“One year after Solyndra filed for bankruptcy, we continue to learn the ugly truth of Solyndra’s sweetheart restructuring deal,” House Energy and Commerce Chairman Fred Upton (R-Mich.) and subcommittee on Oversight and Investigations Chairman Cliff Stearns (R-Fla.) said in a Friday statement to The Hill.
The Internal Revenue Service plans to dispute the bankruptcy plan, Reuters noted.
The Energy Department (DOE), which is in charge of the loan guarantee program, referred The Hill to the Justice Department (DOJ) on the matter. DOJ did not immediately respond to requests for comment.
The news comes as the House is set to vote on the “No More Solyndras Act” next week. The bill would sunset the clean energy program that awarded the California company a $535 million loan guarantee in 2009.
Solyndra has become the symbol for GOP attacks against Obama’s energy policies. They contend it shows how government intervention in the marketplace is ill advised, and that clean energy technology is not ready to compete with cheaper fossil fuels.
The GOP and presidential nominee Mitt Romney have adopted an energy platform that includes expanded fossil fuel drilling as its centerpiece.
Despite the possibility of tax breaks, the California firm has recently said it might not be able to repay the federal government for its loan guarantee.
“With Solyndra’s investors potentially emerging from bankruptcy with over $300 million in tax breaks while taxpayers will see over half a billion dollars in losses is the harshest of reminders that Solyndra was a bad bet from day one and the Obama administration let us all down,” Upton and Stearns said.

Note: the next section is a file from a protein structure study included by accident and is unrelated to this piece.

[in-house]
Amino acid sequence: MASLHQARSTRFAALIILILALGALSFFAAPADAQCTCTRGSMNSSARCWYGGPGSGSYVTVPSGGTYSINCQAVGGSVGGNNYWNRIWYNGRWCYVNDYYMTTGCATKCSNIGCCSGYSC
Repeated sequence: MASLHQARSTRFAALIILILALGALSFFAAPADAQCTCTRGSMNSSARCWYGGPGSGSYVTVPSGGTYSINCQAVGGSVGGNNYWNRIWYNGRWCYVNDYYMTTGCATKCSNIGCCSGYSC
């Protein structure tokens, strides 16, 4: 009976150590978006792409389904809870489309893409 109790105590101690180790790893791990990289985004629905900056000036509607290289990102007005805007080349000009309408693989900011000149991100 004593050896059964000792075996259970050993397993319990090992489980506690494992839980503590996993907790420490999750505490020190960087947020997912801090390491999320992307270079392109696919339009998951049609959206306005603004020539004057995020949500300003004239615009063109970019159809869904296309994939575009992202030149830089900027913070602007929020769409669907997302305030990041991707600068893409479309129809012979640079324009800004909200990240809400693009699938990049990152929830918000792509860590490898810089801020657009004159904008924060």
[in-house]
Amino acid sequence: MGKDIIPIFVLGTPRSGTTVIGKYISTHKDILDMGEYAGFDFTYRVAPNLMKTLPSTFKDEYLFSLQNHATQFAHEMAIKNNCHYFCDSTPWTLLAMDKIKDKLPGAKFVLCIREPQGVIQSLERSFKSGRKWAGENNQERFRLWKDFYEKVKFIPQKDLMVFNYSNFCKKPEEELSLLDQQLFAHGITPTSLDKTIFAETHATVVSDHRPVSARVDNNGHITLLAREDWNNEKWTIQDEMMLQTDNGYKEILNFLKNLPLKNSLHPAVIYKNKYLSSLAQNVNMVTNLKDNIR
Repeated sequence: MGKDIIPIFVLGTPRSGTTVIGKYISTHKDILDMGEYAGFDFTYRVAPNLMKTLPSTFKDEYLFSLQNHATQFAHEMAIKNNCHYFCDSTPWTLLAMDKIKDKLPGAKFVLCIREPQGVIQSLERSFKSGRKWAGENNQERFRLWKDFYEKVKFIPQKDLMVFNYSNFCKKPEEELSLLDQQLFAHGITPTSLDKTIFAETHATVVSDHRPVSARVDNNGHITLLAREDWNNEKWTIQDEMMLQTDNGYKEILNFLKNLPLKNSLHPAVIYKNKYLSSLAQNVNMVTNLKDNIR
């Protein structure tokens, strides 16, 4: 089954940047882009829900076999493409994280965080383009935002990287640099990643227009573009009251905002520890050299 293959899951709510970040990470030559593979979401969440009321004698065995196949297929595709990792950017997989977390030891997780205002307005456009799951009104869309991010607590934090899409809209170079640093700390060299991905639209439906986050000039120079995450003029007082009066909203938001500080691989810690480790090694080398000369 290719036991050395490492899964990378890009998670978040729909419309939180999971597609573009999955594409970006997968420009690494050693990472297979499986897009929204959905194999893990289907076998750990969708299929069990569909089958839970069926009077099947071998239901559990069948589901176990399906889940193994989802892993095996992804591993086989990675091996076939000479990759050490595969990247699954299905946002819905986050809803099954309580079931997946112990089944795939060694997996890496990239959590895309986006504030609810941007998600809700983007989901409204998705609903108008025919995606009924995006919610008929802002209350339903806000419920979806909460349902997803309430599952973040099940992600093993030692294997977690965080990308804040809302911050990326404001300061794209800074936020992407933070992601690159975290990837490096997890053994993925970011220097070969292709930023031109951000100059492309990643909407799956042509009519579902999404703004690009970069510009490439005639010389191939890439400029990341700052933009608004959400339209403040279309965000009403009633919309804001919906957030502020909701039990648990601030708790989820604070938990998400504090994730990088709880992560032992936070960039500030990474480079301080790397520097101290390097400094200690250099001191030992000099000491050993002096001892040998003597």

Those tax breaks would redeem venture capital firms Madrone Partners and Argonaut Ventures, the latter being the investment company tied to Democratic fundraiser George Kaiser.
Though Republicans have long painted the Solyndra debacle as an improper reward for campaign contributions, an 18-month investigation of the administration’s actions revealed little to confirm that. But the probe did note that a restructuring plan in 2011 put private backers ahead of taxpayers if the company collapsed.
Upton and Stearns said Friday’s news recalled the administration’s missteps.
“In Solyndra, the Obama administration delivered a raw deal to taxpayers, who stand to lose over half a billion dollars while billionaire Obama backer George Kaiser and Solyndra’s other investors could walk away from the bankruptcy with hundreds of millions of dollars in tax breaks,” they said.